What is Metadata Management?

Metadata management is the business discipline of managing the metadata about data. It gives meaning to and describes the information assets in your organization. Metadata unlocks the value of your data by improving that data’s usability and findability. Metadata provides the context required to understand and govern your systems, your data, and your business. By using metadata management, it is easier to find and use data and provide the critical data context your business and IT teams require.

Metadata Management Diagram

Metadata gives basic information about data—including file type, time of creation, size of file, author, and more. There are several distinct types of metadata—including descriptive metadata, structural metadata, administrative metadata, reference metadata, and statistical metadata that all provide unique information about your data. You can create metadata manually or automatically. Manually creating metadata allows for more detail, while automatic creation generally contains only very basic information. Generally, the more important the information asset, the more important it is to manage the metadata around it. This is because you want more information about how to use that valuable information asset. If the information asset is not that important, not a lot of metadata is needed.

A robust metadata management strategy assures that an organization’s data is high quality, consistent, and accurate across various systems. Organizations using a comprehensive metadata management strategy are more likely to make business decisions based on correct data than those who have no metadata management solution in place. It is an important component of any data governance initiative.

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Why Do Organizations Want to Document and Manage Their Metadata?

Most organizations have an information architecture that resembles an overpacked, completely unorganized bookstore. There is data everywhere. Most organizations’ data is not organized or catalogued, making it extremely challenging to find what they are looking for.

That’s the core problem—lack of data findability and thus lack of data usability. And that problem is only growing. Organizations can move from gigabytes to terabytes to petabytes in the span of 10 years. In an age where “data is the new oil,” successful organizations must be able to find and use all their data to gain a competitive advantage. The descriptive and search capabilities of metadata management are crucial to successfully finding and using that data.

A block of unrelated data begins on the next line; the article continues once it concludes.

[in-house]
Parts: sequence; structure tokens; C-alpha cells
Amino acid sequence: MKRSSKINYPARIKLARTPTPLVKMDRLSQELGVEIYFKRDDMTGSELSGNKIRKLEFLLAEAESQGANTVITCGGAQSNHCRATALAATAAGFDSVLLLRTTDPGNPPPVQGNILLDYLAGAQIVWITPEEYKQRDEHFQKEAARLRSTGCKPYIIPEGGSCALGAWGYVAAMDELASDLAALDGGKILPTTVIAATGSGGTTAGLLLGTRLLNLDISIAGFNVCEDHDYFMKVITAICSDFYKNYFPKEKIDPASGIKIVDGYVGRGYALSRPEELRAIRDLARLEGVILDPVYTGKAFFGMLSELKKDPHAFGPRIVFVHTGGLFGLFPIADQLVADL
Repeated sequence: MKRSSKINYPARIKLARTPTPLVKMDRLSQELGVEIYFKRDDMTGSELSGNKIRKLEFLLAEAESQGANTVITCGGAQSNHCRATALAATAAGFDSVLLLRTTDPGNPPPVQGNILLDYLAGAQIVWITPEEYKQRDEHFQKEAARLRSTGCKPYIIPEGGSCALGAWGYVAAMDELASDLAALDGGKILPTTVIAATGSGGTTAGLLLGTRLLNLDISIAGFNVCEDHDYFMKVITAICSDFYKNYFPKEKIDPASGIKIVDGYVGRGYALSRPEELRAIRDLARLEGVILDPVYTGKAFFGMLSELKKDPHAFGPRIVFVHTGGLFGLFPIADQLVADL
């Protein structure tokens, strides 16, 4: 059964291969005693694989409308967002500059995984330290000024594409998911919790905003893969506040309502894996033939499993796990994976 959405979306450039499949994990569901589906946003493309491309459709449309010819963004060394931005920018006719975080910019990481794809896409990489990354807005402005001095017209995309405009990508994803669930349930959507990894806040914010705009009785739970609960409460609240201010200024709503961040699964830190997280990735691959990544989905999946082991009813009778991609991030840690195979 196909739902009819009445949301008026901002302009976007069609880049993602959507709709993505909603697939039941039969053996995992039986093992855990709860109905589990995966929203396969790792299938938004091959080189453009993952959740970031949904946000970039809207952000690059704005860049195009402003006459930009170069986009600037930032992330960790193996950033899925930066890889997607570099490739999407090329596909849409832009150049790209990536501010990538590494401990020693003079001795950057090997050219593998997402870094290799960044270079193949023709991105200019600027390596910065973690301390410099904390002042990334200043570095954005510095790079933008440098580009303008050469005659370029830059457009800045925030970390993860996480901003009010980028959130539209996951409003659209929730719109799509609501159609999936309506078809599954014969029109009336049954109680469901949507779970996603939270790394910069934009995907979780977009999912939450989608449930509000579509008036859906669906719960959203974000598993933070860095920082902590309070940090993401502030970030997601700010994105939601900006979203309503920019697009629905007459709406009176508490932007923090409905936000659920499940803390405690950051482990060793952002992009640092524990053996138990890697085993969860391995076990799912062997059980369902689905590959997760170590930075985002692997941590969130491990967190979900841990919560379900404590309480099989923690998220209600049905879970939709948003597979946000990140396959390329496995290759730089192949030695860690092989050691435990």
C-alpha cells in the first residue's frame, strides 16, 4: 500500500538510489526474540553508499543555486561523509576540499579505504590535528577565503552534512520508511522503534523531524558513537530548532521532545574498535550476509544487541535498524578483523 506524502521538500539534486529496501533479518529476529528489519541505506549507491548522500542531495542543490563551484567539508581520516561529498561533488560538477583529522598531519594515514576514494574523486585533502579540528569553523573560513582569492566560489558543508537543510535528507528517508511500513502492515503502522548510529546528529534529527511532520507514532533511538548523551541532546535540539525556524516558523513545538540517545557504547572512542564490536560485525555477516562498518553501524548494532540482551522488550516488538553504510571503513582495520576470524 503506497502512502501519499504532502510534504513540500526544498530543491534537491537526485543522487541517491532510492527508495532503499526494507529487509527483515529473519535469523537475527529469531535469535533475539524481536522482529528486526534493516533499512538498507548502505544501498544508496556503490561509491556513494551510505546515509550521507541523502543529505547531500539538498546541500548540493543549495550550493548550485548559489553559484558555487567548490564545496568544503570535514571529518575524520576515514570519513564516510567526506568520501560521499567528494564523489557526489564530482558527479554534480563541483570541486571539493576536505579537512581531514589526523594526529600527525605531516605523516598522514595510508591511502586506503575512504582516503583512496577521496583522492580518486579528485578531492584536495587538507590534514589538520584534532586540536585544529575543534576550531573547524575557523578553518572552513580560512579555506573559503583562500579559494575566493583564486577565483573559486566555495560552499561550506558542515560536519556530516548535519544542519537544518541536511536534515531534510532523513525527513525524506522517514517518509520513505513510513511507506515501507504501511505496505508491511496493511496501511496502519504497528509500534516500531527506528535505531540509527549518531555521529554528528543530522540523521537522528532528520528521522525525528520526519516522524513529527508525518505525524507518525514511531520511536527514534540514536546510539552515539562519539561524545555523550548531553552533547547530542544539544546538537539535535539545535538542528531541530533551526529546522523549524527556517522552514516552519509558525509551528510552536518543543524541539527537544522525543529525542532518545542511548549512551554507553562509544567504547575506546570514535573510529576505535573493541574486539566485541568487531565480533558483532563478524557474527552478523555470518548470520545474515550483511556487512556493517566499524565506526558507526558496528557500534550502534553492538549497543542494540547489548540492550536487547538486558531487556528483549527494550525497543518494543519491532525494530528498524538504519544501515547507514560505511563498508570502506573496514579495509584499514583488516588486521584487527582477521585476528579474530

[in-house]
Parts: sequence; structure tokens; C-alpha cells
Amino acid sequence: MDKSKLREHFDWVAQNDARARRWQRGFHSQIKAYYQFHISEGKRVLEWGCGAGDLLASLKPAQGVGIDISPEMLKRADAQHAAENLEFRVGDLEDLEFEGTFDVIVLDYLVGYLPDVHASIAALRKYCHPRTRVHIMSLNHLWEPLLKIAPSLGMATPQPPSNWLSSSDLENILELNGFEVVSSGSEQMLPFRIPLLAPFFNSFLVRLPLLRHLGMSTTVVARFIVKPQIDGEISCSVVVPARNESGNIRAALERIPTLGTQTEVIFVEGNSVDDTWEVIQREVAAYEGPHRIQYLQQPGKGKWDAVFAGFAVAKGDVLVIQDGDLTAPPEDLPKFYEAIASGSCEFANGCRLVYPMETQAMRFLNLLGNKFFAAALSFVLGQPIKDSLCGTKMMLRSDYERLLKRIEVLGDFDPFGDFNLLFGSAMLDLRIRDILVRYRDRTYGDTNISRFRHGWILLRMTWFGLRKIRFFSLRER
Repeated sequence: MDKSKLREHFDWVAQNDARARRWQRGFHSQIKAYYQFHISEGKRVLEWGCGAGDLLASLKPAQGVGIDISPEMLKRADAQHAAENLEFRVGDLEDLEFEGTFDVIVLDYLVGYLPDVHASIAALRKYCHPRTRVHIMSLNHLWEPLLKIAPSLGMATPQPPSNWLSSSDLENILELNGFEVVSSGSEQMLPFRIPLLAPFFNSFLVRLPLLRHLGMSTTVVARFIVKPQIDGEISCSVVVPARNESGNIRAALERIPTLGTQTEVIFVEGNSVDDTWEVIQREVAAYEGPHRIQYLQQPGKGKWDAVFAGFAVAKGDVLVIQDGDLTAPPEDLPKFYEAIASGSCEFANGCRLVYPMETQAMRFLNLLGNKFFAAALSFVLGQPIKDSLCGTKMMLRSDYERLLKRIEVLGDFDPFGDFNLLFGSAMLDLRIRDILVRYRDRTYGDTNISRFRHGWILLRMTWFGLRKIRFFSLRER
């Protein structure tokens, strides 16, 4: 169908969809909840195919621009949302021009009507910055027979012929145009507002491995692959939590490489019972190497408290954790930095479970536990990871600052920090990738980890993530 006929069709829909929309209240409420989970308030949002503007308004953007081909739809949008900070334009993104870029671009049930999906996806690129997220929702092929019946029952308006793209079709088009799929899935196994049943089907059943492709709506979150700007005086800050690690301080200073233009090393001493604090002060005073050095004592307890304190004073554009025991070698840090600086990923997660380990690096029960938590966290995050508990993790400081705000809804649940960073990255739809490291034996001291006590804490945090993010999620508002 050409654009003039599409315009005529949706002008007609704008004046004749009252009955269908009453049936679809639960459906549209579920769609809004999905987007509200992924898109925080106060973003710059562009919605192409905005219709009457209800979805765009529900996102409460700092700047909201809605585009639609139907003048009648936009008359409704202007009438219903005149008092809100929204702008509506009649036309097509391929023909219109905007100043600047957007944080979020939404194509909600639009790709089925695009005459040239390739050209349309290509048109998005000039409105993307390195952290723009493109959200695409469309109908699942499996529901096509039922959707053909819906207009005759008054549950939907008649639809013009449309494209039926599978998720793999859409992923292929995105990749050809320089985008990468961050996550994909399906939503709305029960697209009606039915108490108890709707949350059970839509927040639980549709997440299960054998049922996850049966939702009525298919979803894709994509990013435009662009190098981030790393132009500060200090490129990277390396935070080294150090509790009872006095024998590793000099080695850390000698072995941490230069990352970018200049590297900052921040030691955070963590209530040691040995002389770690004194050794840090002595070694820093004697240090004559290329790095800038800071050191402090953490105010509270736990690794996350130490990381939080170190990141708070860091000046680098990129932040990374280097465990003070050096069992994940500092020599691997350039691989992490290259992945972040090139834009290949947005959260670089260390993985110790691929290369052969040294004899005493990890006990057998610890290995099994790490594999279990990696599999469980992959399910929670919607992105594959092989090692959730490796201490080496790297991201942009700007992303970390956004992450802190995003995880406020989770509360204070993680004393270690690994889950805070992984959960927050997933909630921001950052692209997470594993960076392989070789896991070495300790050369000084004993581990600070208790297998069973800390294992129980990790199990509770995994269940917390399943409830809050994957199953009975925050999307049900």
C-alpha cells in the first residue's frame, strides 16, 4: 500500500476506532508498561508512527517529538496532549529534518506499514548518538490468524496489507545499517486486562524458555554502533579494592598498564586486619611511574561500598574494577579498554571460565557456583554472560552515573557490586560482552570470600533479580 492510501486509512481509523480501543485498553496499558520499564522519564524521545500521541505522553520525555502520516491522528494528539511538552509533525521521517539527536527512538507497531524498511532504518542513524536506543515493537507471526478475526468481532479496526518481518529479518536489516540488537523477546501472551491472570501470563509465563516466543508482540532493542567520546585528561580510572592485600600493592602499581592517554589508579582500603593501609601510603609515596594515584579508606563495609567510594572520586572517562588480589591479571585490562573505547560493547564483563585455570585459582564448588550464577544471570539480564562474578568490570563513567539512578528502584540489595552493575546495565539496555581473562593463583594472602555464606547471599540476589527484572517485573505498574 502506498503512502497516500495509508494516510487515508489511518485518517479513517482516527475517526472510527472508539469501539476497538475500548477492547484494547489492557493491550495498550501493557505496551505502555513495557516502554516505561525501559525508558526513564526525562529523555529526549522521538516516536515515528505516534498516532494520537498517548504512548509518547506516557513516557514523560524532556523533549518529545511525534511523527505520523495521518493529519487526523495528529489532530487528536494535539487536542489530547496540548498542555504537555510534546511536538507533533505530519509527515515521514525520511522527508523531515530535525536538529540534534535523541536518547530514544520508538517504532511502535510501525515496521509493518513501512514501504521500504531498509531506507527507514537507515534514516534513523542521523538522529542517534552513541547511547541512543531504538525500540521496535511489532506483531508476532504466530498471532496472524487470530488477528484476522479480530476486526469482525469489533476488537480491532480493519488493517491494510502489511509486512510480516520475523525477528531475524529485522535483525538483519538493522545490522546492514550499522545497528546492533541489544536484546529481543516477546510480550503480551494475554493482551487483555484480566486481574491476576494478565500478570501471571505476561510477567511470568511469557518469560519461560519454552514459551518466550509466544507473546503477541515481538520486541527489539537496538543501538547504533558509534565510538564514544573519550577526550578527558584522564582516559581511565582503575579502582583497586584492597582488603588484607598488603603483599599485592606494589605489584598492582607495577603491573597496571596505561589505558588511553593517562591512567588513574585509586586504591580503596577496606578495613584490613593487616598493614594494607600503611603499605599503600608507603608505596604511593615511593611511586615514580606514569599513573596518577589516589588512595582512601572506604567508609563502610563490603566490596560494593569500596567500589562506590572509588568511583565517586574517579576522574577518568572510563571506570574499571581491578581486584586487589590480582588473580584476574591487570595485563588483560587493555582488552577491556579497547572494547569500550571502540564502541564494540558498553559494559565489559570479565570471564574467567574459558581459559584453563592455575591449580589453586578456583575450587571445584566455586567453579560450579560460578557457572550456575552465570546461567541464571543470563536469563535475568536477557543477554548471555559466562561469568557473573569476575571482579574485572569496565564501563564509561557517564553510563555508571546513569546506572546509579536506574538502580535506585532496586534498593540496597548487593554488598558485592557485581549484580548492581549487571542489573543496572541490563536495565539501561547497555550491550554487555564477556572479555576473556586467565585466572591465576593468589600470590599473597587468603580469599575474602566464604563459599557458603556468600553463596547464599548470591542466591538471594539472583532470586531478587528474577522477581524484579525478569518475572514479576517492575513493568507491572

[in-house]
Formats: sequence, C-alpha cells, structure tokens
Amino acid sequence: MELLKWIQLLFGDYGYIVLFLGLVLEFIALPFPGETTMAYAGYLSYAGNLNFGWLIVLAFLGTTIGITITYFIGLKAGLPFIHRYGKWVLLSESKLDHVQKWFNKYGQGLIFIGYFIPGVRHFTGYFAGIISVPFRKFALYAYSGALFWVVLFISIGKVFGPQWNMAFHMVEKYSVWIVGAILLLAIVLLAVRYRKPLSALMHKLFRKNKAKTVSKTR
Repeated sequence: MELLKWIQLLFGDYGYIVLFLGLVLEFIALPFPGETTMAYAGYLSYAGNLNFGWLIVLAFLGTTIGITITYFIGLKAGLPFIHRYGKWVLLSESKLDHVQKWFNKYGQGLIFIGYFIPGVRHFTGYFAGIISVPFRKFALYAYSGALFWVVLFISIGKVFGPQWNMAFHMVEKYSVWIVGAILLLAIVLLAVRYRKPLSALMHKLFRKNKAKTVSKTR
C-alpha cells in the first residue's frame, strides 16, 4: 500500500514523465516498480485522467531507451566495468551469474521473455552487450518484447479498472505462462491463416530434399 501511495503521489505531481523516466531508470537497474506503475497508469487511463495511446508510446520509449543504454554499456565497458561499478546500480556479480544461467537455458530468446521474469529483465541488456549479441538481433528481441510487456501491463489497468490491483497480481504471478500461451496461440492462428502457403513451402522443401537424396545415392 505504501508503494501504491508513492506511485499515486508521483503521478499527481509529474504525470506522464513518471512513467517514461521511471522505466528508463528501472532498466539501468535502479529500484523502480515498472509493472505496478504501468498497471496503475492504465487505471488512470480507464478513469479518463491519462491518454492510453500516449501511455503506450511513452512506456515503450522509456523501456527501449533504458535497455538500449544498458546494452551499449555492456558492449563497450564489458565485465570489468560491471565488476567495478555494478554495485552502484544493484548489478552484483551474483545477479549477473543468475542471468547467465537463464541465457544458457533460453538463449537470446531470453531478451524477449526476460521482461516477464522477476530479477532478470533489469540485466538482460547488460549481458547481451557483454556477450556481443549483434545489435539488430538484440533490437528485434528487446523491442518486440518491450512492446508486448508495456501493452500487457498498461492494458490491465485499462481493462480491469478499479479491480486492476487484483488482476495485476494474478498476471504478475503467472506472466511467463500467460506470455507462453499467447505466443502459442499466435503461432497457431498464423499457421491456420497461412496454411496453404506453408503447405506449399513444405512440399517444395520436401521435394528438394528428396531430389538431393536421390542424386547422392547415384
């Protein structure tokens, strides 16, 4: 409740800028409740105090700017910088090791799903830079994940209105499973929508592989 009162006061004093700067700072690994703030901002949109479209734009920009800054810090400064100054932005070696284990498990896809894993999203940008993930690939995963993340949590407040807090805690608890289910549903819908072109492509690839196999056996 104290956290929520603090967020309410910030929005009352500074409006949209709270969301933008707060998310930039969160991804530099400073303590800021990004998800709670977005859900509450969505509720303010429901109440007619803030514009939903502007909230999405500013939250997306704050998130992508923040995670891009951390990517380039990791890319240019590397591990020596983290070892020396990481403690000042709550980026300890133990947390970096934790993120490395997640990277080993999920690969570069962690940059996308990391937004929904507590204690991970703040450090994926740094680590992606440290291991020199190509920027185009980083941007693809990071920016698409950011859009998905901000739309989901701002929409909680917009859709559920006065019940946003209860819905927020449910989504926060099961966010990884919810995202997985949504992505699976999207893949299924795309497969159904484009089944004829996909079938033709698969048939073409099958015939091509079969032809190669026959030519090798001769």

Metadata management is also important because definitions can change depending on the information context . Look at how different groups might think about and define the term “customer,” for instance, if you talk to people in IT, Sales, or Compliance, they might have different perceptions or views about what customers represent and how that data is stored. For IT, data about customers might be focused on performing analytics reports and dashboards for the company and the very technical aspects of storing that data. If you ask IT to define where “customer” data is located, they may answer that “it’s in our enterprise data warehouse that we use for reporting, dating back to 2015. Except we also have customer data in the data lake that came from the new acquisition. That data is in the data lake and needs to be transformed before we do the reporting.” So for them, “customer” data might be very analytics-focused or contain an historical lookback.

Your Sales team may be more focused on the operations such as how they are using customer data in their sales today. For them, customer data may mean only active customers or the account level customer data (such as the name of the company), as opposed to all of the customers that the company ever had. Sales teams may refer to customer data as the company name rather than the people-level data. And Compliance may think of customer data at the people-level because their main use of the data is to comply with regulations, like GDPR.

As you can see, the challenge is not just with definitions, but it is the inconsistency of definitions across these different teams and processes. In addition, data is growing and growing. You need to be able to find your data to do your best analysis. In operations, you want to understand all the different applications and where they are getting their data from. For compliance, you want to make sure that the organization is adhering to rules, and for IT, they will mostly be concerned with producing analytics and keeping a historical record.

Metadata management allows you to give each part of your organization the metadata they need to understand and govern your systems, your data, your entire organization, and a consistent view of data throughout the organization. This is the only way an organization will be able to properly perform functions and ensure they are ultimately doing things right.

Metadata Management Use Cases

Metadata management helps different personas in your organization answer their particular questions while also ensuring they are adhering to a consistent view of the data.